The Flames' woes against the Ducks in Anaheim continued tonight, as they fell 3-1 in what you might call a valiant effort, although it was in my view a two period effort by the Flames. Mathieu Schneider scored the opening goal only 35 seconds in, getting wide open at the point and wiring a great shot past Kipper's blocker. The Flames never quite recovered from this. Scott Niedermayer made it 2-0 later in the first on the powerplay. Kipper was replaced after the first by Curtis Joseph for reasons I didn't quite understand, but Dion Phaneuf got the Flames back in it with his own nice point shot seven minutes into the second. The Flames fought hard in the second and got several good scoring chances in the third to tie it (including three posts hit) until Kristian Huselius sealed the Flames' fate with about four minutes left by taking a four minute high sticking penalty. Next up: a visit to Phoenix tomorrow night for a playoff dogfight of a game.
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Eric Nystrom returned to the Flames lineup this game, logging nearly fifteen minutes ice time and having a good night all around (except for being used as a screen on Niedermayer's goal.) Let's hope he sticks around.
With my short game summary out of the way (I've realized most don't want to read blogs with detailed game summaries) I'll move on to the other subject of tonight's post: the playoff March for the Flames.
After tonight's games, the Flames are in sixth place in the West with 75 points, with Vancouver one point behind and Colorado in eighth with 72 points. The Flames are two points behind division leading Minnesota with a 5-1 season series advantage. This looks like a reasonably comfortable position for the Flames but they could just as easily miss the playoffs as they could win the division.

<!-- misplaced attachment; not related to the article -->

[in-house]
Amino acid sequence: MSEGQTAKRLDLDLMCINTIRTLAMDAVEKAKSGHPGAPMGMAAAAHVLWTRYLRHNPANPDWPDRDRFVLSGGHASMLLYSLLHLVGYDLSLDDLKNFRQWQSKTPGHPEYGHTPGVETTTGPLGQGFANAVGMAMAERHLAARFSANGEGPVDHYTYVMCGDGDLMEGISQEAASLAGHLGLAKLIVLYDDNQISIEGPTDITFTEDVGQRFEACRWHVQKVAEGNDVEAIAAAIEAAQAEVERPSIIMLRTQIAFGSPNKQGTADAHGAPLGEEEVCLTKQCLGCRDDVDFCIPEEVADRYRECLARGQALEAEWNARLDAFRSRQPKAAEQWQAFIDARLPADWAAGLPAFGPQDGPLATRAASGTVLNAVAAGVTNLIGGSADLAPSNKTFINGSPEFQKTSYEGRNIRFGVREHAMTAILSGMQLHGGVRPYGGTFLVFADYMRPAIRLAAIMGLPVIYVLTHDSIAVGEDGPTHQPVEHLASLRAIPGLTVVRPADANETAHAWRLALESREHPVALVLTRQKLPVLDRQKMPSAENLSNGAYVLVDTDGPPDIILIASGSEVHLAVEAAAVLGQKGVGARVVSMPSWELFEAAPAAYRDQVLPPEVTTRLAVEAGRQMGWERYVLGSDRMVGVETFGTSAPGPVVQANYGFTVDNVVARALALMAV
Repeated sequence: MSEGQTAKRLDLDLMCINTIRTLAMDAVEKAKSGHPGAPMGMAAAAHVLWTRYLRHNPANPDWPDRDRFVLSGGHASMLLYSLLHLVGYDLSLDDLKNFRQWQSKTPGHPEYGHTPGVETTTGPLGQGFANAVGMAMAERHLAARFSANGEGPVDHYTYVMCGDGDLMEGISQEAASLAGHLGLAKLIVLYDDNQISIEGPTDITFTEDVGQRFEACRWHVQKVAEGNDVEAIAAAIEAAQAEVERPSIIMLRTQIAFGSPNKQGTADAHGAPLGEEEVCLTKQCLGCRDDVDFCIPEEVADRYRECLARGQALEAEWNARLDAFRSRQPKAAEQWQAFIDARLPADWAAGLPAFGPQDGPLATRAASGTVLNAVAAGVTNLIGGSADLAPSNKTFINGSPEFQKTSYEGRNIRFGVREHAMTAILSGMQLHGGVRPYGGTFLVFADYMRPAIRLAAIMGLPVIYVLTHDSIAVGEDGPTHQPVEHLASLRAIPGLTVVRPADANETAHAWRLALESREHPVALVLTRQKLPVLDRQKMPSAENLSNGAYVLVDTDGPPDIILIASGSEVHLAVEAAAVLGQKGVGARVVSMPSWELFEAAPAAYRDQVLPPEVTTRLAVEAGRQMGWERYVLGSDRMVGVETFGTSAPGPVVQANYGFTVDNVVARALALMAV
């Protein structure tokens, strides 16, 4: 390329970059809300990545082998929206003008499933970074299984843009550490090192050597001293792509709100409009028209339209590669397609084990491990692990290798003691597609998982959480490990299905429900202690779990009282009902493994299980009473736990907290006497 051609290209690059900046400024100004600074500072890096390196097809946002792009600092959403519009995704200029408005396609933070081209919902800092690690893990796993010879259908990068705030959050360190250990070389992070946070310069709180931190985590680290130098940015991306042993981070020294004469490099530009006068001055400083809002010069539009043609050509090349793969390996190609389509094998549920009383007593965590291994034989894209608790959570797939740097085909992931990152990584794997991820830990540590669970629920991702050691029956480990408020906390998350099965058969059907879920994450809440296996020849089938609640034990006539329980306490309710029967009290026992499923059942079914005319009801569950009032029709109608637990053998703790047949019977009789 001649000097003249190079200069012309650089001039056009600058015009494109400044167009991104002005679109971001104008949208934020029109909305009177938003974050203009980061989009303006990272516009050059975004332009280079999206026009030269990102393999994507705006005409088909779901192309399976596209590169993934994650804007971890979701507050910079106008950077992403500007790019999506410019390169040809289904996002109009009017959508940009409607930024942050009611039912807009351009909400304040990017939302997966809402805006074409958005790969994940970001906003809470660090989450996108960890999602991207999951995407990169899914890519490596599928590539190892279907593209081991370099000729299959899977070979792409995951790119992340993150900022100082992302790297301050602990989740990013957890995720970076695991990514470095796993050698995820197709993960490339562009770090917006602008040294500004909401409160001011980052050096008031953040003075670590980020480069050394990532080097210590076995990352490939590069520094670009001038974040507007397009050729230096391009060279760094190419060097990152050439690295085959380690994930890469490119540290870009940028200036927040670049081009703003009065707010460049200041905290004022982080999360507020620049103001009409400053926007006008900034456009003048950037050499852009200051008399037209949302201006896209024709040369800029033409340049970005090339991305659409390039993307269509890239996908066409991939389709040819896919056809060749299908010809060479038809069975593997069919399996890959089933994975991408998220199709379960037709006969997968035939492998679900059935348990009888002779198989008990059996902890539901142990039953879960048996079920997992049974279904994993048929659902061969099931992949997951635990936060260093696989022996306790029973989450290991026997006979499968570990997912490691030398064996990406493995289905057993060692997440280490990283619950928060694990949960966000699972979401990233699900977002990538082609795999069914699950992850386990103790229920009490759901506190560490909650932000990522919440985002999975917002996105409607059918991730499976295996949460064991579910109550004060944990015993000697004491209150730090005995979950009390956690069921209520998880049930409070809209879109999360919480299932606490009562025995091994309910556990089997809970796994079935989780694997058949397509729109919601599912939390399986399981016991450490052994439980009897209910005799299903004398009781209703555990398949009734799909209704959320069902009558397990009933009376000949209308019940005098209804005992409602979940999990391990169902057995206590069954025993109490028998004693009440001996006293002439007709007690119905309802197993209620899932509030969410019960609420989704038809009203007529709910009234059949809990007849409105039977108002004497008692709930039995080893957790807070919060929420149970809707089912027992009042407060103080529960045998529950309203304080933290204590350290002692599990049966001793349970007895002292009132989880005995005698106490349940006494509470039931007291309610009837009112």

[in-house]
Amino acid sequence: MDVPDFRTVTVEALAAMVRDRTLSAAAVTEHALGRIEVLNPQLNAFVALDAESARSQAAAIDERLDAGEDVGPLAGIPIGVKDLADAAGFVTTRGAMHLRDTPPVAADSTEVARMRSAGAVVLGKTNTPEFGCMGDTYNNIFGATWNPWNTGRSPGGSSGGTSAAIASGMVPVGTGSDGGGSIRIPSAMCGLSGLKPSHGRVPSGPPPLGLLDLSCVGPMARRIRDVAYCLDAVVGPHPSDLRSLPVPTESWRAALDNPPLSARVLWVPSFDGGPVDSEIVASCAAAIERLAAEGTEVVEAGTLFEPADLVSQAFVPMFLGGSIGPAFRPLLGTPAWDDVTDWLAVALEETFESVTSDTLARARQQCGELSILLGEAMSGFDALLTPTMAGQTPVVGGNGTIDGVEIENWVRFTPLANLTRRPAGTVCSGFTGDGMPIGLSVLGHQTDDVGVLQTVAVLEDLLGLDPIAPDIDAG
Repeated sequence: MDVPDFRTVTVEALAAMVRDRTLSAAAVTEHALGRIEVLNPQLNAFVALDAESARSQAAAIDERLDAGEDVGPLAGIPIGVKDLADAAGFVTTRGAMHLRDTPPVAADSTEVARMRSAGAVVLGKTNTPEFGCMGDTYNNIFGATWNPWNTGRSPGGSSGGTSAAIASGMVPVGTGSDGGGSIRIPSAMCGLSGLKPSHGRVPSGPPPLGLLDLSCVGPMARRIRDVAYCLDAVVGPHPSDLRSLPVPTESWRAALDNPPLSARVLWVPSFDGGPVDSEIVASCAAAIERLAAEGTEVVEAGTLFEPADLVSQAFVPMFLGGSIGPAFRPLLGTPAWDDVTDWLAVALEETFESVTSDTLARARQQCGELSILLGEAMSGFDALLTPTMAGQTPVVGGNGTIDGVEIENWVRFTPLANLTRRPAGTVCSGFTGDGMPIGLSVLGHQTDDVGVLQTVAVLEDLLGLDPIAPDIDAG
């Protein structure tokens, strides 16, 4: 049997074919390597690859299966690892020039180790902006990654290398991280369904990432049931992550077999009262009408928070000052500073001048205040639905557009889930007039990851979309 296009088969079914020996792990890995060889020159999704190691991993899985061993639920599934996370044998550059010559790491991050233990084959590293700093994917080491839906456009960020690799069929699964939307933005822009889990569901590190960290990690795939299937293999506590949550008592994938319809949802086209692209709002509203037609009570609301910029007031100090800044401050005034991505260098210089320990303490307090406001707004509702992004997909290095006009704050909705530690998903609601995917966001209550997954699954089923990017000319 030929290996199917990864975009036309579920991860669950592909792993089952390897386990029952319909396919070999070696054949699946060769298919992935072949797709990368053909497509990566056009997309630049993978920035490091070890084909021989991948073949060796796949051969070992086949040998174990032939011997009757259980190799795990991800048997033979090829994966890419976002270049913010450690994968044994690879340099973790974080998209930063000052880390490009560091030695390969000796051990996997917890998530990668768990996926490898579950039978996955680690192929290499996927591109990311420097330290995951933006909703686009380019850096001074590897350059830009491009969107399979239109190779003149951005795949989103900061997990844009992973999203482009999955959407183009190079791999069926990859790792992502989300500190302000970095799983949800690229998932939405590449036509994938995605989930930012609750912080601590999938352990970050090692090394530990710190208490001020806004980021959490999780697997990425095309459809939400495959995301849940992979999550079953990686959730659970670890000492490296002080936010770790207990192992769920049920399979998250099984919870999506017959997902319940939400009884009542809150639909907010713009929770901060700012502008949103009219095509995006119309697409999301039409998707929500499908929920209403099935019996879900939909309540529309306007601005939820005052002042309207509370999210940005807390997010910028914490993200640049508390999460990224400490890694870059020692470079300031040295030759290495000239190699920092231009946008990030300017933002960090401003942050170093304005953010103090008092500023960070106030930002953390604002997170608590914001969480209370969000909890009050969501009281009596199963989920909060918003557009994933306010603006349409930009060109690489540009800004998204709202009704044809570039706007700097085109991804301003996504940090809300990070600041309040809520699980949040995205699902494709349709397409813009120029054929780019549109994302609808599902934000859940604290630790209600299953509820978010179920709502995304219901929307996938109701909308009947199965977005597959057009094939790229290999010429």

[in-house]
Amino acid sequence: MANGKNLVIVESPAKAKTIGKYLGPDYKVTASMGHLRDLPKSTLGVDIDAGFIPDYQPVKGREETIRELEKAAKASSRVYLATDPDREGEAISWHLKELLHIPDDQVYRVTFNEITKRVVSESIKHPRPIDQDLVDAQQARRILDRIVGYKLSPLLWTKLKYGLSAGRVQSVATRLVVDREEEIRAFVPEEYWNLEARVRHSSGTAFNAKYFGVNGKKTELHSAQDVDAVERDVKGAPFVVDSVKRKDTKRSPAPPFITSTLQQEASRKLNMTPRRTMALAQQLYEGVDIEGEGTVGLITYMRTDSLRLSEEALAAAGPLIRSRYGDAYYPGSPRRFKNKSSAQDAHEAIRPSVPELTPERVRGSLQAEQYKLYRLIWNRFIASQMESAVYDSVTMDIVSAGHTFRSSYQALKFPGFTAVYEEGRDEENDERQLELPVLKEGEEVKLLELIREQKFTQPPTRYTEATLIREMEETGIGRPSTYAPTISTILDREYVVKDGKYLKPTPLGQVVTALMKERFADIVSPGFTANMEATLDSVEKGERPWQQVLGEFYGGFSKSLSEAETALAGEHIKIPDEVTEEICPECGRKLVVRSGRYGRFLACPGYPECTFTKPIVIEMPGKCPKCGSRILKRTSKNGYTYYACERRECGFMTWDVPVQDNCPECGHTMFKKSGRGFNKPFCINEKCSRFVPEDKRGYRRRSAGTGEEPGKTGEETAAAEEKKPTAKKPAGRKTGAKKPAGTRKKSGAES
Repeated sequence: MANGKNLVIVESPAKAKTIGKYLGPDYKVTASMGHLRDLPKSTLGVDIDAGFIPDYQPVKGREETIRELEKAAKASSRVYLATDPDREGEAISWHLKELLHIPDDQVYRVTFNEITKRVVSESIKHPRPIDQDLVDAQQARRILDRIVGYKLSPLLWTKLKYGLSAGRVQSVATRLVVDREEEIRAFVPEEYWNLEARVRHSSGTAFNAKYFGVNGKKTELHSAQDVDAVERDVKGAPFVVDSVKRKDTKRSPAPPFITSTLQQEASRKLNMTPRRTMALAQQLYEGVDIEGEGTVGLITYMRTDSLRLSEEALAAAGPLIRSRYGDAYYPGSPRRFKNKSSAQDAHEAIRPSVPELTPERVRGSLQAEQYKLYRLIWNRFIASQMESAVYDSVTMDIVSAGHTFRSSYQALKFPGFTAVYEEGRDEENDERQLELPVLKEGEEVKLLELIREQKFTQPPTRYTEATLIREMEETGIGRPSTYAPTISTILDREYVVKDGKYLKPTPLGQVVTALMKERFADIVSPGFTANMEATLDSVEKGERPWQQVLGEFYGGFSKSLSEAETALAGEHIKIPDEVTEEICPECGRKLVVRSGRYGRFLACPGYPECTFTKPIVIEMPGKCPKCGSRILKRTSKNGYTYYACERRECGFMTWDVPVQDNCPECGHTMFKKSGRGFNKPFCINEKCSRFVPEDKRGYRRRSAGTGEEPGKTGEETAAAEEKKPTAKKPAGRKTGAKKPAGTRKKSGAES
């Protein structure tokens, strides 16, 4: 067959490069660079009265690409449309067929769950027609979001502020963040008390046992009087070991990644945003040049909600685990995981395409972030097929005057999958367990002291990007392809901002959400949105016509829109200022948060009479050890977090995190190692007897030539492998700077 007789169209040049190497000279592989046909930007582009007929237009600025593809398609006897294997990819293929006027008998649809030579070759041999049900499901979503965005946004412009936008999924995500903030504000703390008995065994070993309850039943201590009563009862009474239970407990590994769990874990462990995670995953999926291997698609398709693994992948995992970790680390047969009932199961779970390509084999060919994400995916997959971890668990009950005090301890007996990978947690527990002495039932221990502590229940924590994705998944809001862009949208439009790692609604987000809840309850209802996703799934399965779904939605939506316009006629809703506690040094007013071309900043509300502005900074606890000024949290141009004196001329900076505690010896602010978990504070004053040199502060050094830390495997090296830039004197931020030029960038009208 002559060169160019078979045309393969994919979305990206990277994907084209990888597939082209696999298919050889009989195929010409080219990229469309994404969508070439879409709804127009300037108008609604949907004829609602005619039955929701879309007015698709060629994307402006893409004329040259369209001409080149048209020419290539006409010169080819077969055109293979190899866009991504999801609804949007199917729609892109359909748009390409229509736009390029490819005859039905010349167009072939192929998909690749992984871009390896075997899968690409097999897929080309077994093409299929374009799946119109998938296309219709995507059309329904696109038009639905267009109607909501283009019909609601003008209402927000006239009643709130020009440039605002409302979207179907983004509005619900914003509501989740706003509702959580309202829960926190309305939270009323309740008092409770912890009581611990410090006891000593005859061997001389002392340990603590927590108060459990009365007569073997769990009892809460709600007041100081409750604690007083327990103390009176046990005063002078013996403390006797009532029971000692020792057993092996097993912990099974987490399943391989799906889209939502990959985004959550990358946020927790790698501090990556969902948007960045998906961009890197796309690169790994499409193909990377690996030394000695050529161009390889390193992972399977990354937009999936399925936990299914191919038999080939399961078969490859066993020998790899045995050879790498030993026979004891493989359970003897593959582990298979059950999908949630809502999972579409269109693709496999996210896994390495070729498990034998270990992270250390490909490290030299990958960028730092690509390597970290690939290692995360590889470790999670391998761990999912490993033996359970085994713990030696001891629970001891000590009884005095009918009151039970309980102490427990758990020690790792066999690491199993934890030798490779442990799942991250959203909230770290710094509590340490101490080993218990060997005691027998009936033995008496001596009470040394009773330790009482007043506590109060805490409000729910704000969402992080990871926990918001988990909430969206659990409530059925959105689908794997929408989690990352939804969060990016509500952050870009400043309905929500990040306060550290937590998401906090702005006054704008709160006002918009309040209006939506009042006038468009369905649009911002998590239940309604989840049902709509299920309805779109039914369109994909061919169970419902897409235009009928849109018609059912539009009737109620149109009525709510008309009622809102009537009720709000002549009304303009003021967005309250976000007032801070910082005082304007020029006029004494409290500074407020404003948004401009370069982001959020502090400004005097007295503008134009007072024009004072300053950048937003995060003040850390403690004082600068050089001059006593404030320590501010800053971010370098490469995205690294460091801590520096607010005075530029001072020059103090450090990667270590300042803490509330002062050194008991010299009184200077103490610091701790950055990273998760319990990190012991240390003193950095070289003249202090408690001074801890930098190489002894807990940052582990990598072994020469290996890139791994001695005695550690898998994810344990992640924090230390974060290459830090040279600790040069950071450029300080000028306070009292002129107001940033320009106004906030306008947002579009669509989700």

It typically takes at least 95 points to make the playoffs in the West. (Last year, the Flames edged out the Avs by one point - 96-95 - to take the eighth seed). With 17 games remaining, the Flames theoretically can make it by winning less than 10 games if they push a few games to OT (for example, 8-5-4 or 9-6-2 seem reasonably realistic records that would net 20 points). Winning about 10 out of 17 games is barely .600 hockey, so it's reasonable to say the Flames have a good chance of making the playoffs (especially with the remaining schedule filled with non playoff teams, which I will expand on later) if the 95-point trend repeats itself (which it may not - with the exception of the Flames last year, every playoff team in the West had 100 points or more.) It's also noteworthy that last season, the 4th-7th seeds finished within six points of each other, something that would repeat itself if the playoffs started today.
OK, so the Flames seem to be a reasonable bet to make it this year. But that division title is in reach! Could the Flames do it?
Every season since 2002-2003, winning the Northwest has taken 100-105 points (the Flames won it in 2006 with 103.) The trend will be on the borderline this year, as the currently leading Wild need to win about 10-13 games (with a few overtime games thrown in) to break the 100 mark. To get 100 points, the Flames need to win 10-12 games, realistically. The Flames and Wild's remaining schedules are about as tough. The Flames have 12 games against teams in the playoffs or playoff hunt (4 points or less) and the Wild have 11. This total includes two games the Flames and Wild play each other. Based on these statistics alone, it's fair to say that the Flames and Wild are both reasonable bets to win the division, but it will probably go down to the wire if it remains this close (in this case, the 81st game of the season, Flames @ Wild.)